MESA, Ariz. (FOX 10) -- New technology is changing the future of orthopedic surgery, and it's happening in Arizona, where a Mesa man is now the first patient in the state to receive a 3D printed ankle bone replacement.
Elliot Munro is a two-time leukemia and bone marrow transplant survivor. While he is in remission, the cancer treatments caused other conditions, such as avascular necrosis, which causes his bones to die. The condition recently affected his ankle. Other more typical surgeries wouldn't work because of the condition, and his only option was amputation until modern-day technology saved the day.
With the 3D-printed ankle bone, Munro was able to keep his foot.
"It's kind of what connects the leg to the foot, and it's kind of the core part that functions, the ankle," said Munro. "Up here is where you have the movement in the ankle and then the foot goes out."
Less than 50 of these types of surgeries have been done in the United States, and orthopedic surgeon Jeff Holmes performed the surgery at Banner Boswell. Holmes says it's not much more technical than a standard ankle replacement.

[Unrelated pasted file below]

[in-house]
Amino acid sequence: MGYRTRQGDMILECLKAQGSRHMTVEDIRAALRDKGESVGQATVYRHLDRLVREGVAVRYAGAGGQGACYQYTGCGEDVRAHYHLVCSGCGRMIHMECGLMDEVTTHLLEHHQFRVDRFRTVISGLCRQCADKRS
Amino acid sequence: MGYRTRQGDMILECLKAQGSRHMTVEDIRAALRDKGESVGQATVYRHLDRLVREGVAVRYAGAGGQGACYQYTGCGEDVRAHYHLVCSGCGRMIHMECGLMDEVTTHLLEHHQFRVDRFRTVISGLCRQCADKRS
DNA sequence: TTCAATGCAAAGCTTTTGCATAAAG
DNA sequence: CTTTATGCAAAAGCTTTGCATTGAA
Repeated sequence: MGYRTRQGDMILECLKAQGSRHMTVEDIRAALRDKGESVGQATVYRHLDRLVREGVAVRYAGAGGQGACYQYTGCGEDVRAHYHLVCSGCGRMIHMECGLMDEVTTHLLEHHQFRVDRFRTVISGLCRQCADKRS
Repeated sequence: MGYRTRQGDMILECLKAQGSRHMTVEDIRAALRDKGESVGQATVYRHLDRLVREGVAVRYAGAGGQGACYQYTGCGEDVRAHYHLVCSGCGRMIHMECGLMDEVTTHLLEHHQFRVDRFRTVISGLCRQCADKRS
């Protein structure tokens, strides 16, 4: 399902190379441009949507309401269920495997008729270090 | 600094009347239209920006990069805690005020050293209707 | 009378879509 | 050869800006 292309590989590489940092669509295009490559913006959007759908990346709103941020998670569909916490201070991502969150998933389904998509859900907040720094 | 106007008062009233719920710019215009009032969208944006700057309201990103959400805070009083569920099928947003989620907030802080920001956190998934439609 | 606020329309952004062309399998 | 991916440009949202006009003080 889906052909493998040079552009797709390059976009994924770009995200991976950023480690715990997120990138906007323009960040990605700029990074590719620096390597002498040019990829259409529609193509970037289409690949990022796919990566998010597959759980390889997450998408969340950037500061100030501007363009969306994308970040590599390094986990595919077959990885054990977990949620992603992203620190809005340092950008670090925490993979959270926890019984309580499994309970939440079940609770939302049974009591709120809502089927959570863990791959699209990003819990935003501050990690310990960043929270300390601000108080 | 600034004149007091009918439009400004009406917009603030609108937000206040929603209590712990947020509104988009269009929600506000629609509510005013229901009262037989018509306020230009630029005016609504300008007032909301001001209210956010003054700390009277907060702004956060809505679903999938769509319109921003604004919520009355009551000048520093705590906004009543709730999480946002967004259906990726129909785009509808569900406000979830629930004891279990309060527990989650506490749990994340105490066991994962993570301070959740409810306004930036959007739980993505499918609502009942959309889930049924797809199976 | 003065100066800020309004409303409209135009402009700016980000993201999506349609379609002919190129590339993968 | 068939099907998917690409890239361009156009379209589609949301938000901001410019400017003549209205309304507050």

"This is an anatomic 3D replica of his talus, and they do that by taking a CT scan of his other ankle, and then replicating it and doing a mirror image of it so it is made out of a solid piece of titanium," said Dr. Holmes. "It's coated with cobalt-chromium, which is the same as all the joint replacements."
As the surgery is so new, there's no word on how successful it will be. Munro says his results are already better than what he had hoped.
"It was a god-send that gave me a second chance at having two normal legs and being able to walk and play with my kids and do everything a normal person can do," said Munro.
Both the doctor and the patient are hoping to raise awareness about this type of technology, so more insurance companies will cover it. Some at this point don't.